Nevertheless, the Beijing-based analyst admits that latest US steel tariffs could bring some pressure on Chinese steel exporters.

    "Harsh US tariffs on steel products could increase cost for Chinese companies when exporting those products and hurt their competitiveness in the US market. It could bring some pressure to Chinese steel export. The US trade policy could also trigger the rise of protectionism in other countries," Wang said.

    Not First Challenge

    Chinese analysts painted a similar picture in the country’s aluminum industry.

    "Aluminum exports to the United States are very low compared to China’s overall production. Total exports in China’s aluminum industry accounted for about 7.5 percent of the annual production in 2017. And exports to the United States stood at about 12 percent of China’s total aluminum export. That is to say less than one percent of China’s total annual aluminum of 50-60 million tonnes was exported to the United States. In the short term, it [the new tariffs] will have little impact on the supply and demand of the aluminum industry in China," Zhang Meng, a senior analyst at Beijing-based AZ China, a consulting firm specializing in the aluminum industry in China, told Sputnik.

    The industry expert explained that this was not the first time Chinese aluminum producers faced such punitive tariffs.

    "European countries, Australia, Canada and the United States have all initiated anti-dumping investigations against China before. But the measures implemented previously were all temporary punitive measures targeting a specific batch of products. One of the Chinese aluminum companies faced up to 374 percent of tariffs before," he said.

    Zhang warned that the new US tariffs could set a dangerous precedent.

    "The United States is just the first country to introduce broad tariffs and try to make it into the law. It’s possible for other countries to follow suit and introduce similar measures," he said.

    Forced Transition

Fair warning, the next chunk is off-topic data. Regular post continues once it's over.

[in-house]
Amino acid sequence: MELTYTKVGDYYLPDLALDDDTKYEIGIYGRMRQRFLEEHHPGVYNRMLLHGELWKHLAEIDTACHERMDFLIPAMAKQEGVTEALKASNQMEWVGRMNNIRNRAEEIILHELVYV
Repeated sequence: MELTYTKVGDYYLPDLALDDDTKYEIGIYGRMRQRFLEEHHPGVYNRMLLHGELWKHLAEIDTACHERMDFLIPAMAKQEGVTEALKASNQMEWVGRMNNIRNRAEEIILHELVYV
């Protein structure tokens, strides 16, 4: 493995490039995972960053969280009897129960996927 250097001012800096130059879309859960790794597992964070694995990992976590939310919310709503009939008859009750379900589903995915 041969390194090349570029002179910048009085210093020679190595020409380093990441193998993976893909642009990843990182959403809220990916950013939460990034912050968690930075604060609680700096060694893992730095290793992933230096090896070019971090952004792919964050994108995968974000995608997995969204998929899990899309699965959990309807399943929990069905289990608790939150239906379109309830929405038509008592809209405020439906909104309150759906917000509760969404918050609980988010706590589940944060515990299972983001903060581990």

As new US tariffs continued to squeeze the profit margins for Chinese steel and aluminum exporters, many companies could be forced to turn their attention back on the domestic market, analysts suggested.

    "A number of aluminum producers in East and South China have been focusing on exports to US and European markets. They could experience a huge blow in the short term because of the new US tariffs. That’s because their profit margin is only about 5 percent in the highly competitive aluminum market. Now with a 10 percent import tariff being slapping on their products, they will have no profit at all selling to the United States. They have be forced to turn to the domestic market," Zhang, the aluminum industry expert, said.

    Wang, the steel industry expert, expressed similar views on the prospects for Chinese steel producers.

    "Many Chinese steel producers could simply avoid the US market if their products have to face such high tariffs. The 25-percent tariff would make it very difficult for Chinese steel producers to continue try to sell their products in the US market. They probably will not have any profit margin left," she said.

    The expert added that Chinese steel exporters could start to focus more on the domestic market where the prices continued to grow amid a supply shortage.

    The views and opinions expressed by Wang Guoqing and Zhang Meng are those of the experts and do not necessarily reflect those of Sputnik.